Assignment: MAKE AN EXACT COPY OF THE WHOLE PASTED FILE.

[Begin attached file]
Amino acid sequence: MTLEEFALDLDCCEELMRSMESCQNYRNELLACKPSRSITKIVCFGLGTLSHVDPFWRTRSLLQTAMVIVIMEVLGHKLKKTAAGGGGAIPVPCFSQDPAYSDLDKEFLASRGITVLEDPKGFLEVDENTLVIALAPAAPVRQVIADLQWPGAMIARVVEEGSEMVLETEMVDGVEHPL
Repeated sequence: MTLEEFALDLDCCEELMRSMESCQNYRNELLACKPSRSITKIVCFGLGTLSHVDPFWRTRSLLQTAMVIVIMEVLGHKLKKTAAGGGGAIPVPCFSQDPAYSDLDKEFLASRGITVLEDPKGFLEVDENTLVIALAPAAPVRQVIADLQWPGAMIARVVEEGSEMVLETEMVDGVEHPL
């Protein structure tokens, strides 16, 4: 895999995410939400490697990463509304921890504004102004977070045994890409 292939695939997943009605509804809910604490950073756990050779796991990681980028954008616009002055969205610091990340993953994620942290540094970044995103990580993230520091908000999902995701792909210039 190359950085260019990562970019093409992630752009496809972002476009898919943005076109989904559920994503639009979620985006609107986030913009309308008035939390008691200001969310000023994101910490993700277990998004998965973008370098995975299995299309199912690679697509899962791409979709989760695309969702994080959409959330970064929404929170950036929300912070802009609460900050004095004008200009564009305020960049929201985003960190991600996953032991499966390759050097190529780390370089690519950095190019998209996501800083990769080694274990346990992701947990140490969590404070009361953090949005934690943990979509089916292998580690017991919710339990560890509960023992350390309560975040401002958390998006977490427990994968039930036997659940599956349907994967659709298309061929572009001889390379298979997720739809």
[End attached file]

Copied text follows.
Amino acid sequence: MTLEEFALDLDCCEELMRSMESCQNYRNELLACKPSRSITKIVCFGLGTLSHVDPFWRTRSLLQTAMVIVIMEVLGHKLKKTAAGGGGAIPVPCFSQDPAYSDLDKEFLASRGITVLEDPKGFLEVDENTLVIALAPAAPVRQVIADLQWPGAMIARVVEEGSEMVLETEMVDGVEHPL
Repeated sequence: MTLEEFALDLDCCEELMRSMESCQNYRNELLACKPSRSITKIVCFGLGTLSHVDPFWRTRSLLQTAMVIVIMEVLGHKLKKTAAGGGGAIPVPCFSQDPAYSDLDKEFLASRGITVLEDPKGFLEVDENTLVIALAPAAPVRQVIADLQWPGAMIARVVEEGSEMVLETEMVDGVEHPL
């Protein structure tokens, strides 16, 4: 895999995410939400490697990463509304921890504004102004977070045994890409 292939695939997943009605509804809910604490950073756990050779796991990681980028954008616009002055969205610091990340993953994620942290540094970044995103990580993230520091908000999902995701792909210039 190359950085260019990562970019093409992630752009496809972002476009898919943005076109989904559920994503639009979620985006609107986030913009309308008035939390008691200001969310000023994101910490993700277990998004998965973008370098995975299995299309199912690679697509899962791409979709989760695309969702994080959409959330970064929404929170950036929300912070802009609460900050004095004008200009564009305020960049929201985003960190991600996953032991499966390759050097190529780390370089690519950095190019998209996501800083990769080694274990346990992701947990140490969590404070009361953090949005934690943990979509089916292998580690017991919710339990560890509960023992350390309560975040401002958390998006977490427990994968039930036997659940599956349907994967659709298309061929572009001889390379298979997720739809």